True happiness is our birthright, our innate condition, our natural state. Small children spontaneously radiate the joy of being. But a lifetime of conditioning has hidden it from view. Through the power of awareness, you can reclaim your birthright and rediscover lasting happiness and peace of mind and heart. My life is devoted to helping make this possible for you.
If you’ve watched my PBS special Meditation for All of Us or read Meditation for Dummies and would like to learn more, I offer a host of materials to guide you on the path of mindfulness practice, including books, apps, and individual mentoring sessions. Mindfulness has extensive, well-researched benefits, including reduced stress, better health, improved memory and concentration, increased resilience, even greater empathy and compassion.
If you’re drawn to the direct approach to spiritual awakening, as taught in the traditions of Advaita, Zen, and Tibetan Dzogchen, I offer retreats, intensives, classes, books, and individual counseling and mentoring designed to guide you in waking up from the dream of separation and realizing your nondual spiritual nature.
I’ve been practicing and teaching both mindfulness and spiritual awakening for more than 40 years and have reached hundreds of thousands of people like you. I invite you to explore my website and learn more about the offerings described here.
Wherever you choose to begin, I offer you my heartfelt wishes for a fulfilling journey home to your natural state of happiness, peace, and well-being!
Many spiritual people these days eschew politics because they believe it’s too messy and adversarial and inherently at odds with an awakened, nondual perspective. Others, surprisingly, seem to forget the deeper realization they profess to have experienced and take a strong ideological position that brooks no disagreement and allows no middle ground. “My candidate’s way is the only way, and no other point of view is worth considering or supporting.”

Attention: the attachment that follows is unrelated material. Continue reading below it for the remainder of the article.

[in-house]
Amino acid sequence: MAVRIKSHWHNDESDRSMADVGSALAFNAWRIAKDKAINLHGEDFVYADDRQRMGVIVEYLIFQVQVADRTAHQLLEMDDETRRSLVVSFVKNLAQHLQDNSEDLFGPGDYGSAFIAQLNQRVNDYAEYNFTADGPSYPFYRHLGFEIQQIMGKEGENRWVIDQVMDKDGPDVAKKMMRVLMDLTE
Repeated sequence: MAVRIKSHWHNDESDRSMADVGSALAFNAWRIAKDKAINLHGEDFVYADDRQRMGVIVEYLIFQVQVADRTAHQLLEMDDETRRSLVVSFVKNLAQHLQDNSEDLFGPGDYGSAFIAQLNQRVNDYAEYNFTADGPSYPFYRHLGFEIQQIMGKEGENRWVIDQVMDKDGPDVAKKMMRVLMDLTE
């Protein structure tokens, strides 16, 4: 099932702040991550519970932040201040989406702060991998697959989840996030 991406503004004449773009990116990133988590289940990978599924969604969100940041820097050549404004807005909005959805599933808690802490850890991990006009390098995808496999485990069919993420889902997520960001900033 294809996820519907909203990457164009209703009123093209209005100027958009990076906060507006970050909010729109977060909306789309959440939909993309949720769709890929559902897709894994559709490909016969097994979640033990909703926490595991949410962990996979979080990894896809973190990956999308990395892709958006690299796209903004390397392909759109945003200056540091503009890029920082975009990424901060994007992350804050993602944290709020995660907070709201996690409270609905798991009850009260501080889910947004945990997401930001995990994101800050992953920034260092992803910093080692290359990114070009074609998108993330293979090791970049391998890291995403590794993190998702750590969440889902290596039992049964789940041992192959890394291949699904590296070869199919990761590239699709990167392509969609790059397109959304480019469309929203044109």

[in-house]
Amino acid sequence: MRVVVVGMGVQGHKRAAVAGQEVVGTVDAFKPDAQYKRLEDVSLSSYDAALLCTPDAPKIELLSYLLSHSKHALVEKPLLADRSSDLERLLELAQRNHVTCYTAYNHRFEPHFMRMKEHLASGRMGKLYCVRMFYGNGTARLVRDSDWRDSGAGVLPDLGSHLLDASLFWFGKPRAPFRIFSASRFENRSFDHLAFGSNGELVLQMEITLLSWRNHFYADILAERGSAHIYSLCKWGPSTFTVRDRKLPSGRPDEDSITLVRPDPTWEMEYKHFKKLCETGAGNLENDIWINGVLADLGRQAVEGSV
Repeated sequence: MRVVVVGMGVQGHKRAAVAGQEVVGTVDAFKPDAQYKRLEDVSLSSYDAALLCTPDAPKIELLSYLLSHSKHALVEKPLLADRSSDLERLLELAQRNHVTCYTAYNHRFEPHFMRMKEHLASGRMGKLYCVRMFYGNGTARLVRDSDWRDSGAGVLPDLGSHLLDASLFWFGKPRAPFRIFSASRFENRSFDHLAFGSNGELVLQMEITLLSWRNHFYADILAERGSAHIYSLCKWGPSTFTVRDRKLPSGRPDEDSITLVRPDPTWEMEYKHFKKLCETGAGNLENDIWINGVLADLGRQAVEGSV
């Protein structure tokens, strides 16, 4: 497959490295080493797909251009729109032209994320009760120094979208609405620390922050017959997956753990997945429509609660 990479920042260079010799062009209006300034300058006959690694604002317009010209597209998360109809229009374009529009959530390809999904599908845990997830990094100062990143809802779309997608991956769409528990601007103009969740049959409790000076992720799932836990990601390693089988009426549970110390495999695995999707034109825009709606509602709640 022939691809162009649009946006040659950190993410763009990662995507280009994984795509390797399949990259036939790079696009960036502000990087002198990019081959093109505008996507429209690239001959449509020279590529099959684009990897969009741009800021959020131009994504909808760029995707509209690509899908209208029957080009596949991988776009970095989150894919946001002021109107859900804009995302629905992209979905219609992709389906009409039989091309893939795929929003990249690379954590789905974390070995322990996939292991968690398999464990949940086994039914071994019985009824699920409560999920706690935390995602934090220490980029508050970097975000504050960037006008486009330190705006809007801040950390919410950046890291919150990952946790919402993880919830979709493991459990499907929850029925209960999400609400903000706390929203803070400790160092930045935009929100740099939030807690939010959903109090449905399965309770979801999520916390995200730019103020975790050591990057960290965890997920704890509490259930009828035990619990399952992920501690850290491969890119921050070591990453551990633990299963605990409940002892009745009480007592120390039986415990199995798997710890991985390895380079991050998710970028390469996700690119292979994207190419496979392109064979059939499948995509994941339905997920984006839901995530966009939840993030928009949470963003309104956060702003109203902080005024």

But embodying our awakening in everyday life calls on us to relate with other people and the broader society without either withdrawing to an inner mountaintop of detachment and disengagement or getting lost in a passionately held belief system, which is just a collective form of ego. Rather, we’re invited to respond to what life presents from the unconditional love and presence we know ourselves to be, not as a set of beliefs or values but as a lived reality.
I wrote this piece several years ago, but I’m posting it now because it appears that the mainstream media are finally addressing this issue. A recent issue of TIME featured an excellent cover story on the psychological and physiological effects of porn. Apparently, it’s rendering young men who have grown up on it impotent in actual sexual relationships, which is forcing them to pay attention and seek help. My sense is that the widespread availability of pornography has the potential to undermine lasting romantic relationship because it short-circuits the natural movement of sexual desire toward loving and mutually fulfilling connection. Here’s the post:
Back in the ‘60s and ‘70s, when I was a kid, pornography was sequestered away in seedy movie theaters and dimly lit “adult entertainment” emporiums. If you were curious to watch it, you had to work hard to find it, and the fear of being seen, coupled with strong social stigma, successfully kept most folks away.
Nowadays porn is everywhere, and you can indulge in it whenever you feel the impulse, merely by calling it up on your browser. Whereas once you had to make an effort to locate it, now you have to fend off unbidden emails and ads trying to seduce you into purchasing it. And late-night talk show hosts make knowing jokes about it, as if it’s an inside secret that everyone shares. If you’re drawn to it, the temptation is ever-present, the gratification is instantaneous, and the cultural attitude is blasé, if not approving. No wonder so many people, men in particular, become addicted to watching it.